Baseball is not about one guy. Or even a few.
We all know that.
These Orioles don’t rely on one player to succeed (they rely on a bunch of them hitting lots of homers, but that’s a story for another day).
Still, the Orioles chances of making the playoffs would get a huge boost if the most important development of the past two days is a lasting reality and not just a blip.
The Orioles need reappearance of the Chris Davis they signed to a $161 million deal in the offseason. They need the guy who led the majors in homers in 2013 and 2015, the guy who hit .293 with a .409 on-base percentage in last year’s second half.
The last two days, we’ve seen that guy. Davis, who is batting .222 with 27 home runs on the season, has homered three times in his last two games, including twice smashing baseballs to Eutaw Street behind the right-field flag court. He had two homers Thursday – his first multi-homer game of the year – and the second blast may have been more even more telling because it was toward center and not a pure pull shot (though it was against an infielder who was pitching).
After the game, Orioles manager Buck Showalter sidestepped the question about what Davis’ return to form could mean to his club.
“We pride ourselves on not saying if we lose this we are not going to be able to survive,” Showalter said. “If you start thinking the sky is falling if one person isn’t there…obviously, we know what (a hot-hitting Davis) could mean. But the weight of the Orioles is not around Chris’ shoulders. A lot of things will have to go well. Certainly, it will help our chances. But we can still be the last team standing if it doesn’t happen.”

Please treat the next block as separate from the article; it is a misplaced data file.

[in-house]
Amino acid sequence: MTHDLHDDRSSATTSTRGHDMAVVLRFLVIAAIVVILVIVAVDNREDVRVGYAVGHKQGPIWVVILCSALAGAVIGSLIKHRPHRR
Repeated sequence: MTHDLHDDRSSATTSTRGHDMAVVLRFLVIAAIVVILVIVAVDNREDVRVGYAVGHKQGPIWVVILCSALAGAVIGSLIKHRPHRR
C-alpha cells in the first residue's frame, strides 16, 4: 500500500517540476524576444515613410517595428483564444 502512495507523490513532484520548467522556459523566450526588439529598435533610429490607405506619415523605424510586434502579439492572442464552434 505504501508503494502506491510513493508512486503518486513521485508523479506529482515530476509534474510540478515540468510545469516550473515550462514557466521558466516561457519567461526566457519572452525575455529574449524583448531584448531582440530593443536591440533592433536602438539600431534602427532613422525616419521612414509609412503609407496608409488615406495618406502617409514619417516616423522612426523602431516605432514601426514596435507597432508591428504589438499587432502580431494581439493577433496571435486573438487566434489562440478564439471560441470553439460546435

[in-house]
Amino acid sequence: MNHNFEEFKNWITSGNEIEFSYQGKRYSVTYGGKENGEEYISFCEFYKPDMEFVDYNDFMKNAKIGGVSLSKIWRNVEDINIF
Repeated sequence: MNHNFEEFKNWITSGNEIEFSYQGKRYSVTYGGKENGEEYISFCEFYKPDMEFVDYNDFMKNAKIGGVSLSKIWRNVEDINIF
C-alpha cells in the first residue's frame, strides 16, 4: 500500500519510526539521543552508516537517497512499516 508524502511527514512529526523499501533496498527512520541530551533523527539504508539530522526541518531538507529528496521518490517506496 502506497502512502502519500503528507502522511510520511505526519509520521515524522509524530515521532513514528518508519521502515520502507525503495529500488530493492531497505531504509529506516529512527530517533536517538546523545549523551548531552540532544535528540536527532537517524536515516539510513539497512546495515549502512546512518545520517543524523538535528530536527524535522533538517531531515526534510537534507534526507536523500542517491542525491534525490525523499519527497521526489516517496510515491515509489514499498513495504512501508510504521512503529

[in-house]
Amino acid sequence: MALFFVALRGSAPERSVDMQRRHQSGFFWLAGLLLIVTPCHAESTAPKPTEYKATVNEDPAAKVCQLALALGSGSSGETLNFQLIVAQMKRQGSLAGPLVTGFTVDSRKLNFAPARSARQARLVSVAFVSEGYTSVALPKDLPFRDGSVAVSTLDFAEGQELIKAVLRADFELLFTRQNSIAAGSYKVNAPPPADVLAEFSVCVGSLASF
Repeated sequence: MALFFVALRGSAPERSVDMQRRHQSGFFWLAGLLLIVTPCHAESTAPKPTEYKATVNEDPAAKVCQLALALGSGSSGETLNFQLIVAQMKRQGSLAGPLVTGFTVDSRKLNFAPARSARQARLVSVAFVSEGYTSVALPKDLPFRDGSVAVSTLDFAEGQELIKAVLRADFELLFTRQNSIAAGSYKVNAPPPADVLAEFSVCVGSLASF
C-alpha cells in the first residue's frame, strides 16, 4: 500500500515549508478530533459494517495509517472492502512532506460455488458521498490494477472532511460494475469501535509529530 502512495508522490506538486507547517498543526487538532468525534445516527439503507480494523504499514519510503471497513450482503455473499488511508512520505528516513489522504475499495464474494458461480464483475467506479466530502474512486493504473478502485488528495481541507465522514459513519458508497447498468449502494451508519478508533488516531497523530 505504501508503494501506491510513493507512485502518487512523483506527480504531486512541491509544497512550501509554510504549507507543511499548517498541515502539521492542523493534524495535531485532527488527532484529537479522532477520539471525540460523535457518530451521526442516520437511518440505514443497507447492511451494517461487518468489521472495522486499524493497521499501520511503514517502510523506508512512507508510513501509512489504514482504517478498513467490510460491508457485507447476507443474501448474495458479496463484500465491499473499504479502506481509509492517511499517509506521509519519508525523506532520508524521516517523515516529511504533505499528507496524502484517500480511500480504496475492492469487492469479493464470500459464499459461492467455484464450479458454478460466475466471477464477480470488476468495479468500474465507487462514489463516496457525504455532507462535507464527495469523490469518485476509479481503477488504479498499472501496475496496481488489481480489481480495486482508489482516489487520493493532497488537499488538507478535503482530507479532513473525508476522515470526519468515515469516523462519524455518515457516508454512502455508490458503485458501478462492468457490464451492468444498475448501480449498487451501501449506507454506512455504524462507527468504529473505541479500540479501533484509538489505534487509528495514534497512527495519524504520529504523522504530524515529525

They can be. But it would be a whole lot easier if Davis goes into one of his late-season tears.
Hardy gets 100 homers (plus) as an Oriole
When we think of shortstop J.J. Hardy, we think of how he has solidified the Orioles’ infield for the past six seasons. But we shouldn’t forget that he hit 22 or more homers in each of his first three seasons in Baltimore.
With his fourth-inning homer Thursday, Hardy reached 100 homers in his Orioles career. The blast put him second all-time for homers hit by an Orioles shortstop, passing Miguel Tejada. Some guy named Ripken is first with 345.
Just in case Tejada is considering another comeback, Hardy homered again in the sixth inning for his 101st.
Now that he is healthy, Hardy is having a resurgent year with the bat. And he’s always the glue defensively.
When I was writing my Orioles’ book in 2014, I did a chapter on the 10 most influential trades in club history – good or bad. And I listed the Dec. 9, 2010 deal with Minnesota that brought Hardy to Baltimore as the 10th most important. The Orioles gave up pitcher Jim Hoey, who appeared in 11 games in relief for the Twins, and minor leaguer Brett Jacobson, who never played in the majors. And the Orioles also got Brendan Harris (salary dump) in that deal.
But Hardy was the big fish. And he continues to be a significant part of this club’s success.
Kim’s big day
Hyun Soo Kim was asked Thursday whether he was more excited about hitting his first big-league triple or his first four-hit game. It didn’t take him long to answer through interpreter Danny Lee.
“Four hits,” he said.
Kim prides himself in his ability to hit and get one base. The triple may have been his most memorable moment of the game, though. It was his first since 2013 with the Doosan Bears.
“I wasn’t tired, but I was out of breath at the end,” he said, with a big laugh.
Kim is now batting .329 in his first season in the majors. It’s been an incredible turnaround for a player who was booed at Camden Yards before he even had an at-bat.
On Thursday, there was a trio in the stands wearing Kim’s Doosan jersey.
“It feels nice,” he said. “But how do they have those jerseys?”
He’s a hitter and a comedian.